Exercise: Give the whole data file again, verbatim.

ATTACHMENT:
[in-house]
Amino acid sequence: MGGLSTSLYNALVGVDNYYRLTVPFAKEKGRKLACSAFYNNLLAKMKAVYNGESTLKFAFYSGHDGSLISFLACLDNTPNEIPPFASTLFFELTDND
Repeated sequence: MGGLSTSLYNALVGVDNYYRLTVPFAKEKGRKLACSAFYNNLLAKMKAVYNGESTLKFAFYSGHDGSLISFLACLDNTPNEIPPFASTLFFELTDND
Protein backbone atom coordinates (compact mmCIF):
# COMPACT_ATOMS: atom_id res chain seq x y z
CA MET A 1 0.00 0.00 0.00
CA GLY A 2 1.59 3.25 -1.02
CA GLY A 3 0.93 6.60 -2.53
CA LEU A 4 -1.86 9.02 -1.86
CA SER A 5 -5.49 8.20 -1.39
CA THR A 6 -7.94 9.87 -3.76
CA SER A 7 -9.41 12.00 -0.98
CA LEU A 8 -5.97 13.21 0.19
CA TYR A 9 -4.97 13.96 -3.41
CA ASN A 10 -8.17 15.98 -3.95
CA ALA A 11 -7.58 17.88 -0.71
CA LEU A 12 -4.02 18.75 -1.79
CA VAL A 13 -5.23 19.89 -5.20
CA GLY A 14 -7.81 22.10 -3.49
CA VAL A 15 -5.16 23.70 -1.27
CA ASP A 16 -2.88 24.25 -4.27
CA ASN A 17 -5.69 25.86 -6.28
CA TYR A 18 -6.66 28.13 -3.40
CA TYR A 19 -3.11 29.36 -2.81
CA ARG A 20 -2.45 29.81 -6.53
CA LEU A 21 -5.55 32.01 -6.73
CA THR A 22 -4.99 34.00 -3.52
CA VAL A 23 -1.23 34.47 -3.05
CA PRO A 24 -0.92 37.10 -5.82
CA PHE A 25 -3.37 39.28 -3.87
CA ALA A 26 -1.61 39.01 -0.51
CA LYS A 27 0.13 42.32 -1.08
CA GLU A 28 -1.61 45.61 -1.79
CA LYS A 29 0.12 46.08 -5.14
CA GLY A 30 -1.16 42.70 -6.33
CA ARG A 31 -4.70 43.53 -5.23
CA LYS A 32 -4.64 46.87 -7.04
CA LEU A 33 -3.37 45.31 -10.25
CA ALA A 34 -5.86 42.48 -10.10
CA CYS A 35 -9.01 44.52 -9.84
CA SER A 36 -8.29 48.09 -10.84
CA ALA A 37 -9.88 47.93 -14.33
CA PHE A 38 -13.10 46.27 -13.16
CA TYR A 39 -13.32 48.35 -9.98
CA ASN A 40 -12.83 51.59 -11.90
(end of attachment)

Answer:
[in-house]
Amino acid sequence: MGGLSTSLYNALVGVDNYYRLTVPFAKEKGRKLACSAFYNNLLAKMKAVYNGESTLKFAFYSGHDGSLISFLACLDNTPNEIPPFASTLFFELTDND
Repeated sequence: MGGLSTSLYNALVGVDNYYRLTVPFAKEKGRKLACSAFYNNLLAKMKAVYNGESTLKFAFYSGHDGSLISFLACLDNTPNEIPPFASTLFFELTDND
Protein backbone atom coordinates (compact mmCIF):
# COMPACT_ATOMS: atom_id res chain seq x y z
CA MET A 1 0.00 0.00 0.00
CA GLY A 2 1.59 3.25 -1.02
CA GLY A 3 0.93 6.60 -2.53
CA LEU A 4 -1.86 9.02 -1.86
CA SER A 5 -5.49 8.20 -1.39
CA THR A 6 -7.94 9.87 -3.76
CA SER A 7 -9.41 12.00 -0.98
CA LEU A 8 -5.97 13.21 0.19
CA TYR A 9 -4.97 13.96 -3.41
CA ASN A 10 -8.17 15.98 -3.95
CA ALA A 11 -7.58 17.88 -0.71
CA LEU A 12 -4.02 18.75 -1.79
CA VAL A 13 -5.23 19.89 -5.20
CA GLY A 14 -7.81 22.10 -3.49
CA VAL A 15 -5.16 23.70 -1.27
CA ASP A 16 -2.88 24.25 -4.27
CA ASN A 17 -5.69 25.86 -6.28
CA TYR A 18 -6.66 28.13 -3.40
CA TYR A 19 -3.11 29.36 -2.81
CA ARG A 20 -2.45 29.81 -6.53
CA LEU A 21 -5.55 32.01 -6.73
CA THR A 22 -4.99 34.00 -3.52
CA VAL A 23 -1.23 34.47 -3.05
CA PRO A 24 -0.92 37.10 -5.82
CA PHE A 25 -3.37 39.28 -3.87
CA ALA A 26 -1.61 39.01 -0.51
CA LYS A 27 0.13 42.32 -1.08
CA GLU A 28 -1.61 45.61 -1.79
CA LYS A 29 0.12 46.08 -5.14
CA GLY A 30 -1.16 42.70 -6.33
CA ARG A 31 -4.70 43.53 -5.23
CA LYS A 32 -4.64 46.87 -7.04
CA LEU A 33 -3.37 45.31 -10.25
CA ALA A 34 -5.86 42.48 -10.10
CA CYS A 35 -9.01 44.52 -9.84
CA SER A 36 -8.29 48.09 -10.84
CA ALA A 37 -9.88 47.93 -14.33
CA PHE A 38 -13.10 46.27 -13.16
CA TYR A 39 -13.32 48.35 -9.98
CA ASN A 40 -12.83 51.59 -11.90